A series of rare model locomotives have sold for thousands at an auction held this week in Market Harborough.
The trio of Fine Scale O Gauge models, made by James Stanley Beeson, went for £25,000 at the auction, which was held by Gildings Auctions on Wednesday (August 29).
The final value of the three items was almost three times the total estimate, with bidders flying in from across Europe, according to the auctioneers, which are based in Market Harborough.
On the day, a LNWR Ramsbottom 0-6-0T ‘Special Tank’, listed for £1,500-£2,000, was auctioned for £14,000.
Meanwhile, a 1958 locomotive ‘Belted Will’ with tender, estimated at £2,000 to £3,000, sold for £9,500, and a 1940s LNWR 4-6-0 136 ‘Minerva’ with tender, listed at £1,500 to £2,000, pulled in £3,400.
Speaking about the high amount of interest in the items, Gildings’ model railway expert Andrew Smith, pointed to the rarity and scarcity of the locomotives, as well as the quality of Beeson’s work.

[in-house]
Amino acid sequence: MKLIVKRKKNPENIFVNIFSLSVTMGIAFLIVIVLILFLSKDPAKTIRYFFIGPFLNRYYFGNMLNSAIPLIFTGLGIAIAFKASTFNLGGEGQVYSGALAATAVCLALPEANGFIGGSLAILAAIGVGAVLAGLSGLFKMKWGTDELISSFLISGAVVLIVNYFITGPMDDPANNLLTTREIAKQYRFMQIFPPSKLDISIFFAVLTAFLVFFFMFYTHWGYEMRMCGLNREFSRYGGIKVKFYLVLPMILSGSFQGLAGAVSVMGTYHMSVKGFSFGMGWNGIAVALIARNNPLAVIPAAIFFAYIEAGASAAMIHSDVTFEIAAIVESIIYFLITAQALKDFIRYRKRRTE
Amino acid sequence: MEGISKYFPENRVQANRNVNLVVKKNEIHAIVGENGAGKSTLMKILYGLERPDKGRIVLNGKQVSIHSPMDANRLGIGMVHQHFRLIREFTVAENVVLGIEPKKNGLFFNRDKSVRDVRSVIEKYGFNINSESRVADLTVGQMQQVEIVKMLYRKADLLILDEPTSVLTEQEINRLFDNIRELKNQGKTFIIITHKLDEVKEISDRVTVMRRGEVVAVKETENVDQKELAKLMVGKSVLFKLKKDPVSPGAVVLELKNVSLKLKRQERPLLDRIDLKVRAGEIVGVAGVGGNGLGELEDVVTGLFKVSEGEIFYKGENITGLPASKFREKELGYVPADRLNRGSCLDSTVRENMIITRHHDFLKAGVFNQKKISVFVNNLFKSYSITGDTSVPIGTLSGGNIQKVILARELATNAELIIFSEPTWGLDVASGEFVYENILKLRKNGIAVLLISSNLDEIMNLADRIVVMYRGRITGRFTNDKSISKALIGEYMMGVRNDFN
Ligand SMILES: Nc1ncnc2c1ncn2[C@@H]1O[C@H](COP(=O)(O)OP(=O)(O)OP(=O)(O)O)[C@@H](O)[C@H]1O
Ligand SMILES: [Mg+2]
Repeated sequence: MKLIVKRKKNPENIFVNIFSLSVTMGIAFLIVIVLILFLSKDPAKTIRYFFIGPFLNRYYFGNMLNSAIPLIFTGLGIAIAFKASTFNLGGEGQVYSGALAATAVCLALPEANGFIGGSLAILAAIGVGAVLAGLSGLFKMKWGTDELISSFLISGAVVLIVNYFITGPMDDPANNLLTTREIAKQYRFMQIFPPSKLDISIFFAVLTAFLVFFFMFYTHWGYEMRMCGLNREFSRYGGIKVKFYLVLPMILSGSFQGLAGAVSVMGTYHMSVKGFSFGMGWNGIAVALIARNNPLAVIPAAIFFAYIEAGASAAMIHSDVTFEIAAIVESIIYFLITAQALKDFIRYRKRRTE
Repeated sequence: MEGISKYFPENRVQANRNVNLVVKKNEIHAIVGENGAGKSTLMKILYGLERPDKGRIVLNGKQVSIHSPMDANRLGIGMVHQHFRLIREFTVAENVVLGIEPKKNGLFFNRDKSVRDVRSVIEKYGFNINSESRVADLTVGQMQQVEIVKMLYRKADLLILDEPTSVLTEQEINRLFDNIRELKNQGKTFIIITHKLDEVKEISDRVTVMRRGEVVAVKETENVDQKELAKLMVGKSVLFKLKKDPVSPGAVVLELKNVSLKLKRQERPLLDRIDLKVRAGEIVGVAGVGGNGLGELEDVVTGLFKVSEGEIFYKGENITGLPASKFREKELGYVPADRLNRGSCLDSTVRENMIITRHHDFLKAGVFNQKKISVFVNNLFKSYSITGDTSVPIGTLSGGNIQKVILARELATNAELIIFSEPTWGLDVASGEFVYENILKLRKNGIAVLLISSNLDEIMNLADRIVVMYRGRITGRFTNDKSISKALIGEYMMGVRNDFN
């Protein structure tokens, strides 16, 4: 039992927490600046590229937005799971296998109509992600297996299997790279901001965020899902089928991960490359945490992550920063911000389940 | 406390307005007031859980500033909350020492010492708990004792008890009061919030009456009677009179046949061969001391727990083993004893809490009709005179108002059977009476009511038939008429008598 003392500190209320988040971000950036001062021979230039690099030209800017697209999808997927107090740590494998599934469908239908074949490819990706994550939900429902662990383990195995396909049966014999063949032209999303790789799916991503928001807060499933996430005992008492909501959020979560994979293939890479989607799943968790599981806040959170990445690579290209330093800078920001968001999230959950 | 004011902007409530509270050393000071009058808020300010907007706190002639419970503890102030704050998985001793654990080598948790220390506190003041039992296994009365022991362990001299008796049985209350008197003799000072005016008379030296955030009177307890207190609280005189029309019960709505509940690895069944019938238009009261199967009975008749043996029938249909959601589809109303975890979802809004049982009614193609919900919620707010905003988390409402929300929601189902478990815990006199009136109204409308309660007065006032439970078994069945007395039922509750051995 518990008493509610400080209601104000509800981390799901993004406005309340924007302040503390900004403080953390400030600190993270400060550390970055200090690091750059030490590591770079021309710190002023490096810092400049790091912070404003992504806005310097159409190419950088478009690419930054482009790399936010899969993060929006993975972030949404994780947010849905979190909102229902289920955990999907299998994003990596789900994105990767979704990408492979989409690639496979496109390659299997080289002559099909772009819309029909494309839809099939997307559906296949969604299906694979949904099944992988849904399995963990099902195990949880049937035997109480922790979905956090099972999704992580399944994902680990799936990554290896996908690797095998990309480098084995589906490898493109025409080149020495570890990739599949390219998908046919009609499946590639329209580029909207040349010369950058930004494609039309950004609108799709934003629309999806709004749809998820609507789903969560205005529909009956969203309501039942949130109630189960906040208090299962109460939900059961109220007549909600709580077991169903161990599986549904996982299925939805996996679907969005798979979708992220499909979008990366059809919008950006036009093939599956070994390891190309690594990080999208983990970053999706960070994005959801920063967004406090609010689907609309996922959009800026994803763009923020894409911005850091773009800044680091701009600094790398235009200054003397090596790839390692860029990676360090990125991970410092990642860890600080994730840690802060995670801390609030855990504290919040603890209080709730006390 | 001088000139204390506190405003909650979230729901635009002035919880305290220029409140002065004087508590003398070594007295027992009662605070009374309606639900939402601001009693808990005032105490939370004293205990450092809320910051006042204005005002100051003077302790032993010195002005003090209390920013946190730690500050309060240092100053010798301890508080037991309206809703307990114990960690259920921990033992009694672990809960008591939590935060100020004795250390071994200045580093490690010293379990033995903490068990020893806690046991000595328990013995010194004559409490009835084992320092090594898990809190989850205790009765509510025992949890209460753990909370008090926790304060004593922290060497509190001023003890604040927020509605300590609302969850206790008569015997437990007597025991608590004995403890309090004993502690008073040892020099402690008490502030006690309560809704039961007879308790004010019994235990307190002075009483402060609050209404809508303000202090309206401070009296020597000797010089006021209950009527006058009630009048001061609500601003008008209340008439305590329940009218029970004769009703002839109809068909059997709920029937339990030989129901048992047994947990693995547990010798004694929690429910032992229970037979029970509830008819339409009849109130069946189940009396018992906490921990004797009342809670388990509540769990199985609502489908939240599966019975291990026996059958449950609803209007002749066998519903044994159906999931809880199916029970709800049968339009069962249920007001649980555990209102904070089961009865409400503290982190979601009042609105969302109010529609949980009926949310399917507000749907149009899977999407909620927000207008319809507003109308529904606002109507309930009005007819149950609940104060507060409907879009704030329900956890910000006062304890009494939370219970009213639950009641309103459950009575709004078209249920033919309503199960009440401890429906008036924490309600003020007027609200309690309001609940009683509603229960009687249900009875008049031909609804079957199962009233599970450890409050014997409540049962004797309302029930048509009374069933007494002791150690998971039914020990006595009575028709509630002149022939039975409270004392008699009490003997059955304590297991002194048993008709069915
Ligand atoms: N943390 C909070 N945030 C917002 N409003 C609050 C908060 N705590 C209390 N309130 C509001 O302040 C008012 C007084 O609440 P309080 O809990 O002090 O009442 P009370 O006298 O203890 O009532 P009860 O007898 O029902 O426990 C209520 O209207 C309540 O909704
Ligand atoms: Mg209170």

“The astonishing prices paid for these locomotives is testament to the incredibly high regard James Stanley Beeson is held in by collectors of model railways,” he said.
“The example of his extraordinary metalcraft which sold for £14,000 is believed to have been an especially challenging shape of cab for Beeston to build, which partly explains why it attracted such fierce bidding and ultimately sold for such a huge amount of money.
“The overall results of the sale, and in particular this private collection of scratch-built models from the mid-20th century, shows that the market remains fiercely competitive.”
Known as the “Fabergé of the model train world,” due to his unparalleled metal craft using jeweller’s tools, Beeson set up in business in 1924 in a career that would span 55 years and produce over 1600 models. A perfectionist, who aimed for every model to be his best yet, he made all the wheels, mechanisms and castings for his models. He worked with many private clients as well as well-known retailers like Bassett-Lowke and Exley. He also made models for Hollywood and the British films ‘The Rome Express’ in 1932 and Alfred Hitchcock’s 1938 classic ‘The Lady Vanishes’.